Her critics are less forgiving. Carol Anderson, the author of “White Rage: The Unspoken Truth of Our Racial Divide” and professor of African-American studies at Emory University, sees Owens functioning as a novelty for the right wing, someone who insulates the Republican Party against charges of racism. “She just appears to be one of a small coterie of black folks circling around Trump,” Anderson says, “trying to put a black face onto white supremacy.”

Owens dismisses such criticism as “symptomatic of the entire education system, which in my opinion has become a plague of leftist dogma. Ad hominem attacks from professors won’t stop the Blexit movement”.

The story of Owens’ political awakening has become part of her viral lore. Until her mid-20s, she wasn’t especially political – she voted for the first time in last year’s midterm elections – but identified, in broad strokes, as a liberal. In 2016, after working at a private equity firm and running a lifestyle blog, she launched a Kickstarter fundraising campaign for a start-up called Social Autopsy, an anti-bullying company that promised to create “the first-ever search database that compiles and allows the public to easily access the digital footprint of individuals and companies.” To many people, it sounded like an unchecked way to dox – or publish private information about – anyone, not just trolls. (Owens had never heard of doxing.)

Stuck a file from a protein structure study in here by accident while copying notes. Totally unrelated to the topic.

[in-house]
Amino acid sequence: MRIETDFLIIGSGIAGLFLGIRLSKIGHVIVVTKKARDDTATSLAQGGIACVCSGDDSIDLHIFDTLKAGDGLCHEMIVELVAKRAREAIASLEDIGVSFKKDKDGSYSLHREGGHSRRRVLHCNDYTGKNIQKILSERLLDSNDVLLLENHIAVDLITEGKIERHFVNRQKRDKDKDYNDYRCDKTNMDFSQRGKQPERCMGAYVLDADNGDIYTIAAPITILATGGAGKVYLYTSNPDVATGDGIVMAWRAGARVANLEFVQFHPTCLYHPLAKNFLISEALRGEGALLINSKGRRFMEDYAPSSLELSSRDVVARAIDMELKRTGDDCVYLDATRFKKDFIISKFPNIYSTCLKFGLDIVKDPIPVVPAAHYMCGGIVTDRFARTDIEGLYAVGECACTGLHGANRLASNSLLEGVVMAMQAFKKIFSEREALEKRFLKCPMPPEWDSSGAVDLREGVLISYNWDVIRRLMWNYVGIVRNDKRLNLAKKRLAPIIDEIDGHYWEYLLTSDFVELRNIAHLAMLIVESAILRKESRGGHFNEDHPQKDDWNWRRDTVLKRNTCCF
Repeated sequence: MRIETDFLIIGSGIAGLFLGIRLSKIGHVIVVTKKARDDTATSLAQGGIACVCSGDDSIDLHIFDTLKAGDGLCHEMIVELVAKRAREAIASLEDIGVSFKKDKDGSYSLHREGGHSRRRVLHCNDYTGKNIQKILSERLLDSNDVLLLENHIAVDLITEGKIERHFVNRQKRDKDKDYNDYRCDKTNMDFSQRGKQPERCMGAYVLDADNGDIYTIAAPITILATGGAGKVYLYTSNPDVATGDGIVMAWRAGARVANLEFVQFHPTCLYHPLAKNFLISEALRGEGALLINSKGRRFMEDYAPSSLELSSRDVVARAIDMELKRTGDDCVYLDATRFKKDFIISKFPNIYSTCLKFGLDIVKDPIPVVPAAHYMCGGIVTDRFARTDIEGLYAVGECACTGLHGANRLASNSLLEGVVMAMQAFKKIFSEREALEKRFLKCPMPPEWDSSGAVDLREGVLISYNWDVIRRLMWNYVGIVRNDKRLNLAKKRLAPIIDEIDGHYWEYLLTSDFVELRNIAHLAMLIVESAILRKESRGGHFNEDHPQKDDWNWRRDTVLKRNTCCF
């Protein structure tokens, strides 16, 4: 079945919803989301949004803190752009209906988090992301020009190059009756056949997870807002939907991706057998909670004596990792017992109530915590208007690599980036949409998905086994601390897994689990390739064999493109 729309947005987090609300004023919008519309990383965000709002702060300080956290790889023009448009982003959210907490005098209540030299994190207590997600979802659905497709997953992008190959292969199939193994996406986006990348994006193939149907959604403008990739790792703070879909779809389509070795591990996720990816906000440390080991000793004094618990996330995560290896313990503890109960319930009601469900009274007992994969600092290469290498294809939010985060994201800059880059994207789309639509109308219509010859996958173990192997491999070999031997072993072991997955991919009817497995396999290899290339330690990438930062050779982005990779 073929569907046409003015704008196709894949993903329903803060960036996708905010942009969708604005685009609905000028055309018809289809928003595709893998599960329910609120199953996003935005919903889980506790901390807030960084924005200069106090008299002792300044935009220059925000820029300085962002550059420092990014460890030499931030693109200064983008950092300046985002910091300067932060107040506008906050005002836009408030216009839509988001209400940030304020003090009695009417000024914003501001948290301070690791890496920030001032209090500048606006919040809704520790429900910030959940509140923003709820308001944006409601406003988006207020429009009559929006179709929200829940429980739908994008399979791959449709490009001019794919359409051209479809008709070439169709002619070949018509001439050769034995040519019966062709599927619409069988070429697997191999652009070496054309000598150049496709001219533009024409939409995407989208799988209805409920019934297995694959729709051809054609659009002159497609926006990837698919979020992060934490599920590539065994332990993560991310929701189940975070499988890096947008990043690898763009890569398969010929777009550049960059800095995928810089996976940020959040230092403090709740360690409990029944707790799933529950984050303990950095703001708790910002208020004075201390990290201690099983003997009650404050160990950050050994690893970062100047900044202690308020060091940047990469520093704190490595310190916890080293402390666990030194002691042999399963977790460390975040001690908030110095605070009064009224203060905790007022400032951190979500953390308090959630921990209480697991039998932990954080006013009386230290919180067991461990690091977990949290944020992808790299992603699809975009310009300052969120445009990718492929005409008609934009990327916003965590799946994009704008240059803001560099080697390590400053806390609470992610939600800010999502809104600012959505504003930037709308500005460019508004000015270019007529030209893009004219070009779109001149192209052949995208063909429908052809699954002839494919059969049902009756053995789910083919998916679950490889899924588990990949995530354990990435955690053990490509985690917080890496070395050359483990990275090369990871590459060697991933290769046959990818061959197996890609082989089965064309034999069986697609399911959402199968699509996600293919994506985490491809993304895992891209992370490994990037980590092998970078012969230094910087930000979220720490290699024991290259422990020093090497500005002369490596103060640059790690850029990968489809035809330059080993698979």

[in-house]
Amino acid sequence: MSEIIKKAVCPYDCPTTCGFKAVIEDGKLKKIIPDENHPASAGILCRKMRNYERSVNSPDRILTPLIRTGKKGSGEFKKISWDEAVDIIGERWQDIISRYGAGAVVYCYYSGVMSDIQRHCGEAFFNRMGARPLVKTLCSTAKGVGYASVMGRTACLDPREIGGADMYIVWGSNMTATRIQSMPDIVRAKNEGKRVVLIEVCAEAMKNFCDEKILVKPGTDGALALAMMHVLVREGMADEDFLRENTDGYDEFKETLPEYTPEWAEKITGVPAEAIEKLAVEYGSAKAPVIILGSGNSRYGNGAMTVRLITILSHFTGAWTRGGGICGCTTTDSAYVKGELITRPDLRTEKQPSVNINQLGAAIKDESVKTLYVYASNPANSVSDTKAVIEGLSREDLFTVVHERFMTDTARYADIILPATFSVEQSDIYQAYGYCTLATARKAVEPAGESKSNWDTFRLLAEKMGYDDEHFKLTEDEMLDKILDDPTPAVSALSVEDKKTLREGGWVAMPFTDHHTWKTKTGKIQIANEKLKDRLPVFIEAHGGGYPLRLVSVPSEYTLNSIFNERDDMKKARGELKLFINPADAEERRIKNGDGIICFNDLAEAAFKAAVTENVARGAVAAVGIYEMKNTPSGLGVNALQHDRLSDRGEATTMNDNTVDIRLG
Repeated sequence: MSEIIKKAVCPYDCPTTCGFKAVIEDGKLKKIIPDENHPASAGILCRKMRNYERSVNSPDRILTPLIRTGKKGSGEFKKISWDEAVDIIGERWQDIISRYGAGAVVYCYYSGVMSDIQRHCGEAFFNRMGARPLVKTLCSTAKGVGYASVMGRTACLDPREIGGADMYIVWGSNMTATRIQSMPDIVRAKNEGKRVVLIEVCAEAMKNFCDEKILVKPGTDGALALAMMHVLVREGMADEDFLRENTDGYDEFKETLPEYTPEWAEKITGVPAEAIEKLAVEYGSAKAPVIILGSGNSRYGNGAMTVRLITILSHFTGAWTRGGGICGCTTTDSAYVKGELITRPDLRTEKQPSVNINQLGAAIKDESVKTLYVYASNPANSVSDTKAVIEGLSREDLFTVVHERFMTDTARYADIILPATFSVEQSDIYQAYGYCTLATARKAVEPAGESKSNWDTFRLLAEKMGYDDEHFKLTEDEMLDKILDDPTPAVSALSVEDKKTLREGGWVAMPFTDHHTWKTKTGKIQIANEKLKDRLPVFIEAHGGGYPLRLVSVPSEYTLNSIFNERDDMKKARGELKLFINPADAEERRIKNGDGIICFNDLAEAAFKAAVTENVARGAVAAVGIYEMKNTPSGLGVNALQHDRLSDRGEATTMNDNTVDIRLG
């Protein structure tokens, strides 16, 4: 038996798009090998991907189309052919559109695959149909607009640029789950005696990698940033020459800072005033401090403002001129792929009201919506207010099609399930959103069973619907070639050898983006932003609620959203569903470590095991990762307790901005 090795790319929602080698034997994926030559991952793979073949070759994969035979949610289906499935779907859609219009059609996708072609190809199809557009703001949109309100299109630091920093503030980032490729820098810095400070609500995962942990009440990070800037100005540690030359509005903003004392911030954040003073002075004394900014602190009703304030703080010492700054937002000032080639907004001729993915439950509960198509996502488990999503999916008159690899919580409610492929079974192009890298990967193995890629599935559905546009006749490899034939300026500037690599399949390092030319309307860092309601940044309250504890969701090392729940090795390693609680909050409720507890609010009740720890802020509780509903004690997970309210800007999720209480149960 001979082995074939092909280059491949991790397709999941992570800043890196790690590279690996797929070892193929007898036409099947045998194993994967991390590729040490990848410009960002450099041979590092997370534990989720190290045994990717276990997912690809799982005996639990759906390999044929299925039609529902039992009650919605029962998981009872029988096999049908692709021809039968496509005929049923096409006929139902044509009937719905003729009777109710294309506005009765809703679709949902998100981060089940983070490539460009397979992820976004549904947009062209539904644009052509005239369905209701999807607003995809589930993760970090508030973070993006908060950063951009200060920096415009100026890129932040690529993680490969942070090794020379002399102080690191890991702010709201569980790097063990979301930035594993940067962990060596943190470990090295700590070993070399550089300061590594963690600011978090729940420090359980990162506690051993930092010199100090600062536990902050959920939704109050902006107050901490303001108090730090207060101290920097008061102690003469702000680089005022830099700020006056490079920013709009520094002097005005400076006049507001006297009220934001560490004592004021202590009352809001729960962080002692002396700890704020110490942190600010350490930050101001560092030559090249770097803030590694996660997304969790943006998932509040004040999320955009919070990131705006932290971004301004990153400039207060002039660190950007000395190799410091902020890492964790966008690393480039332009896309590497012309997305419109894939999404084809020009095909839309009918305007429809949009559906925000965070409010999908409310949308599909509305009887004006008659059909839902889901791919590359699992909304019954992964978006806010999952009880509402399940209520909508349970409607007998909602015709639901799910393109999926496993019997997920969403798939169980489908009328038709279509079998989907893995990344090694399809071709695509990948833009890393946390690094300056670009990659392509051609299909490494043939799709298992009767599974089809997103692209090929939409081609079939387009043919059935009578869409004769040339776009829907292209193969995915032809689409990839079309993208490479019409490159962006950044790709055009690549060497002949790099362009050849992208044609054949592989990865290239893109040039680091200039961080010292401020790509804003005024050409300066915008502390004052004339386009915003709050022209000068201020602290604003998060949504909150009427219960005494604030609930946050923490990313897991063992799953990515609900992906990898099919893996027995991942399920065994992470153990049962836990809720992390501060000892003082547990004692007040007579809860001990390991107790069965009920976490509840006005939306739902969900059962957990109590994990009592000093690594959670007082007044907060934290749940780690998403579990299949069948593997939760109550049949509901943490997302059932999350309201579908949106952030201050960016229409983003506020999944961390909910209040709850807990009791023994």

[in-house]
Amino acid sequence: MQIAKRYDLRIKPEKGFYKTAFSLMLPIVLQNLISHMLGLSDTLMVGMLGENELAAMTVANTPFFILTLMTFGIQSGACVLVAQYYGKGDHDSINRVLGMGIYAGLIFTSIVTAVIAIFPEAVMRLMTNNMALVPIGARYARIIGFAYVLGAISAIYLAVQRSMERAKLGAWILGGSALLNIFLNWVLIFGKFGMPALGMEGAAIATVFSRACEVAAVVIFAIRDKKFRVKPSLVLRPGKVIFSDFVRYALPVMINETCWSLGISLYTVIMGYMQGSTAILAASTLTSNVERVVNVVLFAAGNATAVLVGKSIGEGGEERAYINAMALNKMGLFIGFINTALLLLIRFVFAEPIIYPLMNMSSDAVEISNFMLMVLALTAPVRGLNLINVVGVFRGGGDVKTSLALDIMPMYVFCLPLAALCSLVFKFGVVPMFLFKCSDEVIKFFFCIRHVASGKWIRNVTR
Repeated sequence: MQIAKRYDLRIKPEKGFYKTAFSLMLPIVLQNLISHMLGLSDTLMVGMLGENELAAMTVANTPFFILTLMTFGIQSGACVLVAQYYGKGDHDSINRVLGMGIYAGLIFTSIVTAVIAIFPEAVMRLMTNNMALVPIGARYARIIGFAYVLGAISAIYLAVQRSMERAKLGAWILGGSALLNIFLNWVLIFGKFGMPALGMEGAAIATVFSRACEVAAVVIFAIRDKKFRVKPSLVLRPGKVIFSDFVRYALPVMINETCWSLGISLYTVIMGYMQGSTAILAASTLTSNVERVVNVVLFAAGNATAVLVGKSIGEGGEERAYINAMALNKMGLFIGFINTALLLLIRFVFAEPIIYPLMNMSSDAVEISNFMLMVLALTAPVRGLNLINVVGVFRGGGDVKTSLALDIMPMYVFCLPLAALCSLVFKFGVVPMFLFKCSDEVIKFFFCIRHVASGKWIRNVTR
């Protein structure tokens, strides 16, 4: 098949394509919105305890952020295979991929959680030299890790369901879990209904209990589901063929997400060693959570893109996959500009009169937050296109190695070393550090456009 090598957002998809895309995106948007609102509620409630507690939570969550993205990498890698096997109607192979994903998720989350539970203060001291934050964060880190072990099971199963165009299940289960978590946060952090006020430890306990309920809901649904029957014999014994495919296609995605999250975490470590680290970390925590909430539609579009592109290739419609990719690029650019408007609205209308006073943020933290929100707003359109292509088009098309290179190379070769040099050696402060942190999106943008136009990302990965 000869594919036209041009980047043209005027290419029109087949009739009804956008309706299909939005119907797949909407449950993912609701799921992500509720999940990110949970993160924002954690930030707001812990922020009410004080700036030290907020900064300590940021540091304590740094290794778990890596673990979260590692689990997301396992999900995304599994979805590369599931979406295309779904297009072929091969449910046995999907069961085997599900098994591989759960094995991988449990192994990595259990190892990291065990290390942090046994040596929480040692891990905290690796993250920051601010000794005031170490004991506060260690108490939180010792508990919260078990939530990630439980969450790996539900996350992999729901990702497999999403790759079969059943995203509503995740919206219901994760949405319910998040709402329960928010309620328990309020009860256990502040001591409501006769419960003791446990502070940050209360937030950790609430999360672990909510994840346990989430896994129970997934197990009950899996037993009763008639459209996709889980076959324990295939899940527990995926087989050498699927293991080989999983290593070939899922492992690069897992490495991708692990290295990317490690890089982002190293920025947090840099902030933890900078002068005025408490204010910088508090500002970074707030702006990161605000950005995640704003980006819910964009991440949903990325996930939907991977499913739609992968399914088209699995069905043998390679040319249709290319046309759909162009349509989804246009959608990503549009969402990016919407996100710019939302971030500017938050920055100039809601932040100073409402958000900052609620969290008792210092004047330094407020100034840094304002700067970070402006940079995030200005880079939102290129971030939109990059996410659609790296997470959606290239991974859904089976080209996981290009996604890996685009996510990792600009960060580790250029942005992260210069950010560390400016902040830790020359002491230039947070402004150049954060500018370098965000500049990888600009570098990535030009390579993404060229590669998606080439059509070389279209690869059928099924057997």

The day the Kickstarter went live, she got a call from Zoe Quinn, a target of the sexist online harassment campaign Gamergate. Quinn urged her to end the project. Owens believed that this – along with the influx of racist emails she received later that evening – was proof that Quinn was making up the harassment and was terrified that Social Autopsy’s technology would reveal her scheme. Owens told her side of the story to multiple outlets, including New York magazine and The Washington Post. The New York article pointed out the holes in her logic, essentially painting her as someone who was prone to conspiracy theories and didn’t understand how the Internet worked. “I was talking to all these journalists thinking that they were gonna run the story about this crazy girl who’s been faking her harassment, that they would want to crack this story,” she told me. “Instead, they’re all writing horrible things.” – Text and Photos by The Washington Post